There are Panch Dwarakas or five Dwarakas in western India dedicated to Lord Krishna. Dwaraka means door and the temple at Dwarka, one of the four major char dham pilgrimage centres has a moksha dwar or door to salvation and the swarga dwar or door to heaven. Pilgrimage to Dwarka on the tip of the peninsula off the Arabian Sea is a liberating experience as is the pilgrimage to the other four comprised of Shrinathji, Kankroli, Bet Dwarka and Dakor. The last is known as Dakor Dwaraka housing the idol of Lord Krishna known as Lord Ranchhodraiji.
The name Ranchhodrai means a king who left the battlefield. This applies to Lord Krishna, ruler of the Yadav clan, who was engaged in continuous battles with Jarasandha. Fearing for the safety of the yadavas he left Mathura and made Dwarka his home, leaving the battlefield from where the name Ranchhodrai originated. “Ranchhod” means leave the battlefield and “Rai” means king. Lord Krishna made Dwarka his home and kingdom. After his passing a temple was built in his honour and an idol of Lord Krishna was installed here. During those times a Rajput of Dakor, Vijayanand Bodana, used to walk to Dwarka every six months to worship the lord and did so until he was 72. In a previous birth he was the childhood friend of Krishna, the reason for his lifelong devotion. Lord Krishna, pleased with him and moved by the suffering he endured in his old age, instructed Bodana to bring a bullock cart to Dwaraka at midnight. The temple doors opened of their own accord and Bodana took away the idol to Dakor but he was killed by the Brahmans of Dakor. Gangabai, his widow, was instructed by Lord Krishna to give the equivalent of weight of idol in gold to the Brahmans as compensation and Lord Krishna also appeared to the Brahmans and promised them that a similar idol would appear in Dwarka Temple. Thus it came about that the Dwaraka idol of Lord Krishna came to reside in Dakor. The small shrine was further developed and expanded to its present form due to the devotion of Gopalrao Jagannath Tambwekar in 1772, when he motivated the Peshwas and Gaekwars to grant land and funds.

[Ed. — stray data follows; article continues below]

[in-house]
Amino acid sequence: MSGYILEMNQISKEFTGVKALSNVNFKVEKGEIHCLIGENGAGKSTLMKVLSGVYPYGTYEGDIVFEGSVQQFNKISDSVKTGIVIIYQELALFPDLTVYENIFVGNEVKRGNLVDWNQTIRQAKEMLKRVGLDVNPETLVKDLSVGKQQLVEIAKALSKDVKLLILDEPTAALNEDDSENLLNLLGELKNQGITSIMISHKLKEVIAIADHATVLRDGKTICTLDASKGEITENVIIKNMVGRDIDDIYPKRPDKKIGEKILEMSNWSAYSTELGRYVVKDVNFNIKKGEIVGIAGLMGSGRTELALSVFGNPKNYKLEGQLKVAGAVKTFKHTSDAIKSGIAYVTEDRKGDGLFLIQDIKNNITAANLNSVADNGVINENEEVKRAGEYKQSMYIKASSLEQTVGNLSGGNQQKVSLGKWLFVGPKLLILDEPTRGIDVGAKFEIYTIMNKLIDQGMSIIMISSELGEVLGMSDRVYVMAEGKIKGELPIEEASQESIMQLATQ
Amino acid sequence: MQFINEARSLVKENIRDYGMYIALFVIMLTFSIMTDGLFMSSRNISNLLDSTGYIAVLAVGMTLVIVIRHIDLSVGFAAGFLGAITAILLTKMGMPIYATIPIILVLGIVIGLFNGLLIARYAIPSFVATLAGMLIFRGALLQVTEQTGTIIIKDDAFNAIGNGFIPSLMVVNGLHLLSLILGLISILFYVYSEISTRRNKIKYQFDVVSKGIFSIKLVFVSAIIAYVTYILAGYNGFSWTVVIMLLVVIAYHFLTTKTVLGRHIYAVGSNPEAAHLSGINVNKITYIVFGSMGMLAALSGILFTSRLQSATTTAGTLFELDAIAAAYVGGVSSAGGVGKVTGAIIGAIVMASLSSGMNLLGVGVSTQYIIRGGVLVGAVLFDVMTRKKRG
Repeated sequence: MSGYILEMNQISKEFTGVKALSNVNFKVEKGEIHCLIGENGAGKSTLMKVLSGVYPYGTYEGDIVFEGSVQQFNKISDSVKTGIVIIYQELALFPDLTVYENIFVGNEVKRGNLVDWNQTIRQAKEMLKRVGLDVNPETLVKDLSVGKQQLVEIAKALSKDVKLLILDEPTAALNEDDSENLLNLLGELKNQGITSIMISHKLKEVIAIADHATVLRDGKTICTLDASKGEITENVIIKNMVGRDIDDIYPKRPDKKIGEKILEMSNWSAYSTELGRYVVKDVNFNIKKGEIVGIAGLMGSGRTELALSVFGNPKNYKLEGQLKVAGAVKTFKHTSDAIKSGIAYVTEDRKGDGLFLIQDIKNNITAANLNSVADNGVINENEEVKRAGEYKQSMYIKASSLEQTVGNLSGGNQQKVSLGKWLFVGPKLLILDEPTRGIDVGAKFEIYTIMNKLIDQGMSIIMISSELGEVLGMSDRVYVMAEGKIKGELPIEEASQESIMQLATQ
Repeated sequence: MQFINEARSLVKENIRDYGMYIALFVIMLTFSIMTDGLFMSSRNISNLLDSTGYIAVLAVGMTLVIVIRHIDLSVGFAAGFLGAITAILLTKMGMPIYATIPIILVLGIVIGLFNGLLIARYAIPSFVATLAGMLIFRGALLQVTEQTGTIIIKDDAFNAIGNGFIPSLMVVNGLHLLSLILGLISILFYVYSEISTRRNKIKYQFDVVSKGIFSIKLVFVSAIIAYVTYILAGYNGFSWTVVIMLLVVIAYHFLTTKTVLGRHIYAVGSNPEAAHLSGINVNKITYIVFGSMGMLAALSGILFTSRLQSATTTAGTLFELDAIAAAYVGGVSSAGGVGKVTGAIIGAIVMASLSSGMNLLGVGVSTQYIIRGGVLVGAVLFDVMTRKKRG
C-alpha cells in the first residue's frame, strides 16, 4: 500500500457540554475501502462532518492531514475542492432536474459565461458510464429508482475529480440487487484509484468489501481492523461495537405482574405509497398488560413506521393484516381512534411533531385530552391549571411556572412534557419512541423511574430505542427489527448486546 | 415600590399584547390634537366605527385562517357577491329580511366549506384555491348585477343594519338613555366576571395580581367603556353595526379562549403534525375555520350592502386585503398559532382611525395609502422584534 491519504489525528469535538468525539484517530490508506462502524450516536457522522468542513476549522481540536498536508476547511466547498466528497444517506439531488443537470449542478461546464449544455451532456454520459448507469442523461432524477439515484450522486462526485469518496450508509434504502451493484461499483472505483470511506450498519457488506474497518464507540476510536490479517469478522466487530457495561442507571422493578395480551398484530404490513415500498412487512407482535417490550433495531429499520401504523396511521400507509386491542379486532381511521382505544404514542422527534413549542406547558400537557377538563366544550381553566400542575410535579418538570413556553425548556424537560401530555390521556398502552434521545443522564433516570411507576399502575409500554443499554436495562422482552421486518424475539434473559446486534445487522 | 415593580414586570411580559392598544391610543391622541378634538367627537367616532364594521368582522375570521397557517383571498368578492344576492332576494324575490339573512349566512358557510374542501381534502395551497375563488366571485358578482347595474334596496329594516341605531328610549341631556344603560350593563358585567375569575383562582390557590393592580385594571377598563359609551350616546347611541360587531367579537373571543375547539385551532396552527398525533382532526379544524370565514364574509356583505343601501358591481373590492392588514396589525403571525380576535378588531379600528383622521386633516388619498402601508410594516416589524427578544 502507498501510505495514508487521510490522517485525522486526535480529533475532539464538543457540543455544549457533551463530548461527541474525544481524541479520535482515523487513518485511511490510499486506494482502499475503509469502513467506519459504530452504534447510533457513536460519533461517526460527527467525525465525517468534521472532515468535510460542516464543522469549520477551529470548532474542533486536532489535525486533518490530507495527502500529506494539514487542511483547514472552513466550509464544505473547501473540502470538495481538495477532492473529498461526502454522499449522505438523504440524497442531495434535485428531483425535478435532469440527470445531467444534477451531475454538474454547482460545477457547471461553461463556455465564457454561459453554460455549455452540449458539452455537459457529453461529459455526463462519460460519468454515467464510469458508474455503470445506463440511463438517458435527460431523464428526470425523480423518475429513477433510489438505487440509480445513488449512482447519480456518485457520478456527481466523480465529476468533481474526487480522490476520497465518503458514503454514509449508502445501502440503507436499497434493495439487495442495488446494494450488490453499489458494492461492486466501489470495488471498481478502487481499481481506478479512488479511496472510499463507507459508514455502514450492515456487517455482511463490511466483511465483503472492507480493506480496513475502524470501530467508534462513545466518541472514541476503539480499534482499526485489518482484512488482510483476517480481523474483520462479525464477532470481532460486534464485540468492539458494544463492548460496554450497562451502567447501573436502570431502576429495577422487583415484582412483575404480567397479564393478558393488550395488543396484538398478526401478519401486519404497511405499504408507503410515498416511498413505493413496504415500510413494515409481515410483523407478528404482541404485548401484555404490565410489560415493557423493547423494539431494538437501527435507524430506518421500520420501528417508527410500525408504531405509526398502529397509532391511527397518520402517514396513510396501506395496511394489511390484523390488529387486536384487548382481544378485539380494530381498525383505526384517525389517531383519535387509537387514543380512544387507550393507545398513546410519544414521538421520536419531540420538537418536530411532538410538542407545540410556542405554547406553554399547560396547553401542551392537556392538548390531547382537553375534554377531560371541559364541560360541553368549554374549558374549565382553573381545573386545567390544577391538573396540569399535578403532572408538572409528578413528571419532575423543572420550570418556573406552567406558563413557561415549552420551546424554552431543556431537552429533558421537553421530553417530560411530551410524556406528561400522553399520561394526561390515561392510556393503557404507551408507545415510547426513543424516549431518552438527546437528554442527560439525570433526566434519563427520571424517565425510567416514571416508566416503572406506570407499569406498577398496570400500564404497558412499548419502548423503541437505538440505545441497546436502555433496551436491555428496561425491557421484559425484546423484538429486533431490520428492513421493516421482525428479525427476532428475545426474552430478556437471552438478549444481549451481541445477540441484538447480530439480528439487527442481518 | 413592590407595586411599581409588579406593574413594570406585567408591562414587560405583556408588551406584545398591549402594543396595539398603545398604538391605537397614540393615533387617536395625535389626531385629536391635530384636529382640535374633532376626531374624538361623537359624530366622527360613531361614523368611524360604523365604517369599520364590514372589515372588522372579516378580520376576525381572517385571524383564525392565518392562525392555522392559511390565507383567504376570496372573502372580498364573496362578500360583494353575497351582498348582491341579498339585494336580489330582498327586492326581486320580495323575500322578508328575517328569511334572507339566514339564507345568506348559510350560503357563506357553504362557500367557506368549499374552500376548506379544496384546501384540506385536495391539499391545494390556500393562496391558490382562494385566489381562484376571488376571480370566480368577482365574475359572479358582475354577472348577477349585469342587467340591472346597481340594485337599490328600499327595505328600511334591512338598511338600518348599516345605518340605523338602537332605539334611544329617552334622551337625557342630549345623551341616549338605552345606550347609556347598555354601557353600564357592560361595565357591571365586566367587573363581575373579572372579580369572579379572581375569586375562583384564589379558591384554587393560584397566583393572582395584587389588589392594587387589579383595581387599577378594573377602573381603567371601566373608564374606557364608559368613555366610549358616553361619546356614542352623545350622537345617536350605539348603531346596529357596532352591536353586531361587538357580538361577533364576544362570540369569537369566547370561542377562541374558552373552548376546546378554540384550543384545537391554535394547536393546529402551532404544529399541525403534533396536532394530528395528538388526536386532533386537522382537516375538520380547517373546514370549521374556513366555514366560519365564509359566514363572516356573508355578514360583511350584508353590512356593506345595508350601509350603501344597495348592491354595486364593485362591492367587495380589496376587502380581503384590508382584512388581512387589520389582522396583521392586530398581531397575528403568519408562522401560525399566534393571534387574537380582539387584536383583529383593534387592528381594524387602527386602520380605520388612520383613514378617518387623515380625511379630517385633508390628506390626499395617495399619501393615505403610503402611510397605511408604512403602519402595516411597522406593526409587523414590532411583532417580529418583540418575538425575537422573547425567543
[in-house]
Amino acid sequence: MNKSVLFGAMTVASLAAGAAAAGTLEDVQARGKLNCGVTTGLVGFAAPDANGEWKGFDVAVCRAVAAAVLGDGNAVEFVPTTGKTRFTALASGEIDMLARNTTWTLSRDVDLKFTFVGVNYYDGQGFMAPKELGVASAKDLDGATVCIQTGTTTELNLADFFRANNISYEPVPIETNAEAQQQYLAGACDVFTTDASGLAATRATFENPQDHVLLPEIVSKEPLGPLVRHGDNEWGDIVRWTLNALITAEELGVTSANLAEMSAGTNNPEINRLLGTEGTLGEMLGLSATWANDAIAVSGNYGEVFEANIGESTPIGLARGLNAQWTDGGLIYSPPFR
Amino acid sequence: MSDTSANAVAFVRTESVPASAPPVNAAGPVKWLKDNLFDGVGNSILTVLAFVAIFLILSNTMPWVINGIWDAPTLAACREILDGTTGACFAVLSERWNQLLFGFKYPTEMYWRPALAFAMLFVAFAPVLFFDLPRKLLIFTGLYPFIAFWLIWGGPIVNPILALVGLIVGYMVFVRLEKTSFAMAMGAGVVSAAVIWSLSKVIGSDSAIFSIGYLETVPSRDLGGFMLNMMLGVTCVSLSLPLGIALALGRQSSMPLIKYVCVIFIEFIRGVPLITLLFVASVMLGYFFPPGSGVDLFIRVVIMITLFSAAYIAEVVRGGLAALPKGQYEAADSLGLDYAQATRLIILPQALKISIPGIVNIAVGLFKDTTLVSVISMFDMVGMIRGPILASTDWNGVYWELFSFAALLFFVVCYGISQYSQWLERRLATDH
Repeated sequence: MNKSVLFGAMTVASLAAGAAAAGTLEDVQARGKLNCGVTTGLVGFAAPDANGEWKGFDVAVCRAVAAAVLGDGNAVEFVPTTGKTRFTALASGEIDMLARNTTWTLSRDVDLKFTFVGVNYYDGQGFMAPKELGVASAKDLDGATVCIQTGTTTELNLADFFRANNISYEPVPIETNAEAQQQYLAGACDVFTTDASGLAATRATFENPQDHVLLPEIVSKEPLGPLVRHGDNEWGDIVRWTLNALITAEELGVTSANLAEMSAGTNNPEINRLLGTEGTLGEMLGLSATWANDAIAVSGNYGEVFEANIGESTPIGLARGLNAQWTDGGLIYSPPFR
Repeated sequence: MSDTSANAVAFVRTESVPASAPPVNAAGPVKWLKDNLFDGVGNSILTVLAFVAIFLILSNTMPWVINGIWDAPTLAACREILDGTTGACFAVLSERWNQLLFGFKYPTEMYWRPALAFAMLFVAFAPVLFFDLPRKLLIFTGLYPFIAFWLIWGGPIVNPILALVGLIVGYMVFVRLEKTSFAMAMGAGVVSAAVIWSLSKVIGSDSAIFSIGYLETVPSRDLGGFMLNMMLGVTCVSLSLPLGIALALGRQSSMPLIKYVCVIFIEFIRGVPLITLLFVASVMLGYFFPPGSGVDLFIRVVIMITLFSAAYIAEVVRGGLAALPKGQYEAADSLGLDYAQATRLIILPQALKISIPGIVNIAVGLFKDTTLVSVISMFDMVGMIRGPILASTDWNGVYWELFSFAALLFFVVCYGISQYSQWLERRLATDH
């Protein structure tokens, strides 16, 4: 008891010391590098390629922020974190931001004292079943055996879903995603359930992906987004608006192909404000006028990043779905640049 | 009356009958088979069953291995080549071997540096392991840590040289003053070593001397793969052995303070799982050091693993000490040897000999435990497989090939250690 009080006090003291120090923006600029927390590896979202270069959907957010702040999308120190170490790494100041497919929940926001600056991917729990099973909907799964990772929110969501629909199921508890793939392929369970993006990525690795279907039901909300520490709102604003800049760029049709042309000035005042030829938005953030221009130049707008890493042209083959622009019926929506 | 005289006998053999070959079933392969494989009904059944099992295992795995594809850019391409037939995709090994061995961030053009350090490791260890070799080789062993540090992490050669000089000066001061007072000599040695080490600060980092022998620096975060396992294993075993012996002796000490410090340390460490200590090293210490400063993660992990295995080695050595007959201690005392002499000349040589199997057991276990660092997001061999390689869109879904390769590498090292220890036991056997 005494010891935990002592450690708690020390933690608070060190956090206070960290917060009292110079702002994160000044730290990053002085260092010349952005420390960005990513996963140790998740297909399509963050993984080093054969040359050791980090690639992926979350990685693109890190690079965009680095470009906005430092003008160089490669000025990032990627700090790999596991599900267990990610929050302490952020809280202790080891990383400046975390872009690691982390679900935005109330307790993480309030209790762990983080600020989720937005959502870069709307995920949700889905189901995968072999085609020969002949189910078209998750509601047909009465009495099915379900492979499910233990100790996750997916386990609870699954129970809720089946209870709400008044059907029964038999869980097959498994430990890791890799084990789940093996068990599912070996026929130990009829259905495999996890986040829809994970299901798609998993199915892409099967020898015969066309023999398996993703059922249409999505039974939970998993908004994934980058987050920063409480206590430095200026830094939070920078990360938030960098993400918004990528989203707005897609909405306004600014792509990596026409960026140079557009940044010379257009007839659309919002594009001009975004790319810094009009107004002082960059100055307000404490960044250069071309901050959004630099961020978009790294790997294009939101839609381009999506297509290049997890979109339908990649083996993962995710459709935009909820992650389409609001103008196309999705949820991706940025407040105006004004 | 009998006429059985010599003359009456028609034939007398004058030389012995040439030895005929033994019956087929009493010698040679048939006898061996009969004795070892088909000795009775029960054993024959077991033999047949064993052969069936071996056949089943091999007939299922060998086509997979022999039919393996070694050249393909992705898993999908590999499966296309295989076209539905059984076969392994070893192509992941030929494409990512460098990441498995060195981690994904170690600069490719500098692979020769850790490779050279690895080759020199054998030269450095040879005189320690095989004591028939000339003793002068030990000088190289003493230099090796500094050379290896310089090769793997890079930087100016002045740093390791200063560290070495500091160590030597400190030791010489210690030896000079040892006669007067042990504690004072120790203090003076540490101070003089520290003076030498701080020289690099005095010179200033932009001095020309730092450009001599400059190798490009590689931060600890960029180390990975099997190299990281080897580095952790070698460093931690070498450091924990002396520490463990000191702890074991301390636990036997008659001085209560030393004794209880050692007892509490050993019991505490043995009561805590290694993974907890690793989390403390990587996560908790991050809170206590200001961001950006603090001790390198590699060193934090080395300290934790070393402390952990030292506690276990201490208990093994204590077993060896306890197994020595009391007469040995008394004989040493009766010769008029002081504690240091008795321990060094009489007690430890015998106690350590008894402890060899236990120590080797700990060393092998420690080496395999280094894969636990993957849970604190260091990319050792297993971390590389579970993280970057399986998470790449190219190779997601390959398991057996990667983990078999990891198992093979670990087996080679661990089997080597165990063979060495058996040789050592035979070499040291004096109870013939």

The present day temple has stone pillars and brick walls resting on a high plinth in the middle of a courtyard. The entire complex is the centre of Dakor town and it sits next to the Gomti Lake, by the side of which there is an ancient Shiv Temple too. The Ranchhodrai temple has eight domes, the highest one with a spire of gold topped by a white flat. The idol with four hands holding a conch, mace, lotus and discus sits inside the garbha graha or sanctum, which is richly adorned as is the room leading to it known as sabha mandap. The doors and windows are covered in silver and the pillars of the pavilion are in gold. It is awe inspiring to have a darshan of the lord in the sanctum.
How to Reach & Location
Dakor is a town in Thasra taluka of Kheda district in central Gujarat in the western part of India. It is about 90 km from Ahmedabad, 78 km from Vadodara and 35 km from Nadiad. One can fly in to Ahmedabad or Vadodara and cover the rest of the journey by road or train. There are options on road travel. One can get into state transport buses from any of the cities as well other locations in Gujarat. Besides, there are private buses, taxis and jeeps that head for Dakor from Anand, Nadiad, Vadodara and Ahmedabad.
The Ranchhodrai Dakor Dwaraka temple opens for pooja at 6 AM and offers five Darshan such as Mangla bhog, Rajbhog, shringar bhog, Gwal bhog and Rajbhog after which it closes at 12 noon. Then again it opens at 4 PM with various ceremonies such as Usthanpanbhog, shyanbhog and Shakti bhog that last till 7 PM. Devotees arrive with packets of prasad and offer them to the deity.
Best Time to Visit
The temple comes alive during February-March as millions of devotees converge on the town on foot from various locations around Gujarat for the Chaitra Poonam fair. Janmashtami, around August is another good time to experience the religious fervour of devotees. There are about 35 festivals organized during the Hindu months of ashwin, kartak, chaitra and falgun. The Kartik purnima annakoot festival is a wonderful experience as lakhs of devotees offer a variety of foods to the Lord. As for weather in central Gujarat, it is hot during summers, pleasant during monsoons and just after and delightfully cools in winter but not chilly so winter could be a good time to visit. On normal days the temple is not crowded but during festivals like Rathyatra, Holi and Dussehra, there are crowds everywhere.
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